National HealthCare Corporation (NYSE Amex: NHC)(NYSE Amex: NHC.PR.A), one of the nation's leading operators of long-term health care and assisted living facilities, announced today that the NHC Geriatric Clinical Residency Program (GCRP) for Physical Therapists has successfully received accreditation through the American Physical Therapy Association. The NHC GCRP will be the fourth in the nation and the first within a senior care corporation. Robert Adams, NHC's Chairman and CEO stated "Since my father, Dr. Carl Adams, founded our company in 1971, we have never settled for just being a good operator of health care centers, instead we are constantly striving for ways to enhance the service level of care to our customers. This program will not only enhance the skills of therapists who are currently working for NHC, but will also attract therapists from across the country who have special interests in working with the geriatric population." The GCRP trains and equips therapists to be leaders in geriatric rehabilitation by developing advanced knowledge and skills in direct patient care, management of rehabilitation programs, and teaching.
Physical therapists from Nevada will be offering free balance tests and speaking with attendees on various health-related issues at the AARP "VEGAS@50+" Expo at the Sands Expo Center in Las Vegas, Nevada, Oct. 22-24, 2009. The physical therapists will offer these services at the American Physical Therapy Association (APTA) booth, #833. Expo attendees can receive a simple and quick balance test and then will be given written results, along with recommendations from a licensed physical therapist for improving balance. These tests may discover balance problems before they cause a fall, allowing the individual to possibly prevent serious injury. According to the Centers for Disease Control and Prevention, more than one third of adults ages 65 and older fall each year in the United States. Falls are the leading cause of deaths due to injuries and the most common cause of nonfatal injuries and hospital admissions for trauma in the older adult population. "Many people erroneously consider falling a normal consequence of aging, " says Las Vegas physical therapist and APTA spokesperson Andrea Avruskin, PT, DPT, ATC, LAT.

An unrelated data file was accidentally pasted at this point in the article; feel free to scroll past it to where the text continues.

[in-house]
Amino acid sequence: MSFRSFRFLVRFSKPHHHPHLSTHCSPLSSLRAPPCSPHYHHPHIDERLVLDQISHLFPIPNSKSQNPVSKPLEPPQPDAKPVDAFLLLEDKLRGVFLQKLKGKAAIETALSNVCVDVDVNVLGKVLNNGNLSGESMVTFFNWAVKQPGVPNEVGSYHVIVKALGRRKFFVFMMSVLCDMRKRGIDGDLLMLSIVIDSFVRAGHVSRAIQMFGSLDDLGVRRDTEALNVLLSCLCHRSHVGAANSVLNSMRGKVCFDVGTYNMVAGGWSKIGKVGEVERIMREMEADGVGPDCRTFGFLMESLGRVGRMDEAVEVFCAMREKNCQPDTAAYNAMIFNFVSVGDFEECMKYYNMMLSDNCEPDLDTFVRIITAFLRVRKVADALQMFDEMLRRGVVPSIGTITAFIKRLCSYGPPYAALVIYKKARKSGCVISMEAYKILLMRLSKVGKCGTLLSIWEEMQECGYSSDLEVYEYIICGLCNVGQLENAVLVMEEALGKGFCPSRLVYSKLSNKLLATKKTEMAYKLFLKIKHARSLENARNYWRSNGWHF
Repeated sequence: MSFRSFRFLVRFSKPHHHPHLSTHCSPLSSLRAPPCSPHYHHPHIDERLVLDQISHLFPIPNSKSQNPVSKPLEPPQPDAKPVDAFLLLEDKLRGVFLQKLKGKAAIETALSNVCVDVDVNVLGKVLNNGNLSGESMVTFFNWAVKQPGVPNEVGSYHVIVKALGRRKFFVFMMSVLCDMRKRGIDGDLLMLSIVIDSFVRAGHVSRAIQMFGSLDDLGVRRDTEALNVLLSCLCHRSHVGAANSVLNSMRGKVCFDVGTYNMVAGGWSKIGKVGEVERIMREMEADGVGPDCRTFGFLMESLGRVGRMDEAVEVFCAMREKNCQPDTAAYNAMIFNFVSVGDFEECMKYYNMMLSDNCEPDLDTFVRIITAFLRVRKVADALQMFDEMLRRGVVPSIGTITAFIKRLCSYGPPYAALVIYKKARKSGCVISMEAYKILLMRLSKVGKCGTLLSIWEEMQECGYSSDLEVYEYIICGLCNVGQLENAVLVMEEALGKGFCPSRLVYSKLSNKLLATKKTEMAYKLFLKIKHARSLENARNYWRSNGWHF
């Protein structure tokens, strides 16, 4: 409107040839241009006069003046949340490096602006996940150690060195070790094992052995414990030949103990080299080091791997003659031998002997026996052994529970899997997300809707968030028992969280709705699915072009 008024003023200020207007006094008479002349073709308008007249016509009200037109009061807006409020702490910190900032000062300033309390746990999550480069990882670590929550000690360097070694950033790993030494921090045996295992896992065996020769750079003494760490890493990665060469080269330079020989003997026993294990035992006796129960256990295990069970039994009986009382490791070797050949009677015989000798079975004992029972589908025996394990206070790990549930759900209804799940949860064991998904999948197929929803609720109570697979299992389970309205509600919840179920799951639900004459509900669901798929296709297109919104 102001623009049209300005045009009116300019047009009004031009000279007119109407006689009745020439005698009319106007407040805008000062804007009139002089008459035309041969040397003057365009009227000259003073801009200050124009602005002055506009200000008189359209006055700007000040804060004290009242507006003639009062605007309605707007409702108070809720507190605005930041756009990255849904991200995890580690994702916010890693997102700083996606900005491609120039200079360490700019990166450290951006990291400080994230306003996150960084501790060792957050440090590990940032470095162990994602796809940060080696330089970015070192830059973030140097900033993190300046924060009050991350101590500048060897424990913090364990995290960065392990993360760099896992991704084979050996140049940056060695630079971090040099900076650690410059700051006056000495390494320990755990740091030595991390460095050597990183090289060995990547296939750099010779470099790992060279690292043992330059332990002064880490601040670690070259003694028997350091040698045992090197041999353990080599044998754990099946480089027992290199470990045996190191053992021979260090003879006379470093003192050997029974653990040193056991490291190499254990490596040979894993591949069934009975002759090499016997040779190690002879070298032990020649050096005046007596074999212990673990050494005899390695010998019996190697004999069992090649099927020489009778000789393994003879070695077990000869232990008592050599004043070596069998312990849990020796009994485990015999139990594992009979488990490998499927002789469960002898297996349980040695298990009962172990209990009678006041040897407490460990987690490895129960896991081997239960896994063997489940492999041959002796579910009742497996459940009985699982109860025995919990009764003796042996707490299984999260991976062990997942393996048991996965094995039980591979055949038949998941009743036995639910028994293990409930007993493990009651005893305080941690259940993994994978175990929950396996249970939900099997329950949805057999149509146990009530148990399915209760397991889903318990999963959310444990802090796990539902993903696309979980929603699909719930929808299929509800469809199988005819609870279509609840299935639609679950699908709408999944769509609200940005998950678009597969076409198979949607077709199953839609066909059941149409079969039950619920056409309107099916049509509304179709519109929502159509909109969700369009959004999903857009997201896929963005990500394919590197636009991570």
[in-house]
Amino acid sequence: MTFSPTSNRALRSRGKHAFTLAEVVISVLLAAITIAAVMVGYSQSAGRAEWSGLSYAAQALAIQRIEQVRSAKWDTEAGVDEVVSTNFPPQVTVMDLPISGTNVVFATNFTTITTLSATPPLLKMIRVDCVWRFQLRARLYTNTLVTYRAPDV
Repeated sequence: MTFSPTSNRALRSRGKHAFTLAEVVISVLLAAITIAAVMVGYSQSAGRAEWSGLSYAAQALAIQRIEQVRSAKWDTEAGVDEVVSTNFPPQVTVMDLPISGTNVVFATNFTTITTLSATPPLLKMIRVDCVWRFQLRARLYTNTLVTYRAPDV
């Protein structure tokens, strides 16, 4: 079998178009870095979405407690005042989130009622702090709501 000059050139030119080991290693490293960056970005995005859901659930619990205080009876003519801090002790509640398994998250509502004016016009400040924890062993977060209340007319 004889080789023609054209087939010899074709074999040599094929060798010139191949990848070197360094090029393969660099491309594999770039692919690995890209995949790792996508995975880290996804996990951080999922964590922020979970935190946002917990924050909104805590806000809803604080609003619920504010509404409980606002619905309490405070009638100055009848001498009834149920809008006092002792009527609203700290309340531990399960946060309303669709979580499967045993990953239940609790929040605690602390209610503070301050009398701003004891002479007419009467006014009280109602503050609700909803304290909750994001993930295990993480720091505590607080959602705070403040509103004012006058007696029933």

A groundbreaking international collaboration among the American Physical Therapy Association (APTA), the Canadian Physiotherapy Association (CPA), and the World Confederation for Physical Therapy (WCPT) will bring together thought leaders in physical therapy and policymakers October 22-24, in Washington, DC, to share their knowledge about access and practice issues facing the physical therapy profession. The goal of the International Policy Summit on Direct Access and Advanced Scope of Practice in Physical Therapy is to advance the practice of physical therapy by exploring the current status of different nations and the emerging policies on direct access. The summit will include presentations on practical implementation of advanced or emerging scope of practice from the perspective of practitioners, patients, member organizations, education providers and institutes, and regulatory bodies. Policy and leadership development as critical components of advocacy and advancement for the physical therapy profession also will be discussed.
New research suggests a tailored approach to physical therapy after a neurological injury such as a stroke, traumatic brain injury or spinal cord injury could help restore a wider variety of functions. Clinical physical therapy is a widely used treatment approach to help restore the motor function of patients following neurological injuries. Unfortunately many of the specific treatments used in the clinic only restore function to a specific task, and not to a wide range of everyday activities. This is also true in animal research where stand training only leads to better standing, step training only leads to better stepping, and so forth. Researchers at Georgetown University Medical Center have investigated the effects of training rats with spinal cord injuries on a robotic device (Rodent Robotic Motor Performance System, Robomedica Inc, Irvine, Calif.) that precisely guides the hindlimbs through a training pattern. The training pattern chosen for this research was the mean pattern recorded before the rats were injured.
Statement by APTA President R. Scott Ward, PT, PhD The American Physical Therapy Association (APTA) is disappointed by the Senate's actions yesterday to block S. 1776, the Medicare Physicians Fairness Act of 2009, legislation that would have protected the ability of physical therapists to serve the rehabilitation needs of seniors and people with disabilities. S. 1776, introduced last week by Sen Debbie Stabenow (D-MI), would have eliminated the sustainable growth rate (SGR) and prevented a 21% reduction in Medicare payments to providers set to go into effect January 1, 2010. Though a 1-year fix of the SGR is included in the Senate Finance Committee's health care reform proposal, APTA supports a long-term solution to the flawed formula. Congress should eliminate existing flawed Medicare payment policies that impede patient access to cost-effective outpatient rehabilitation services provided by physical therapists, including repeal of the SGR and the arbitrary outpatient therapy caps on services.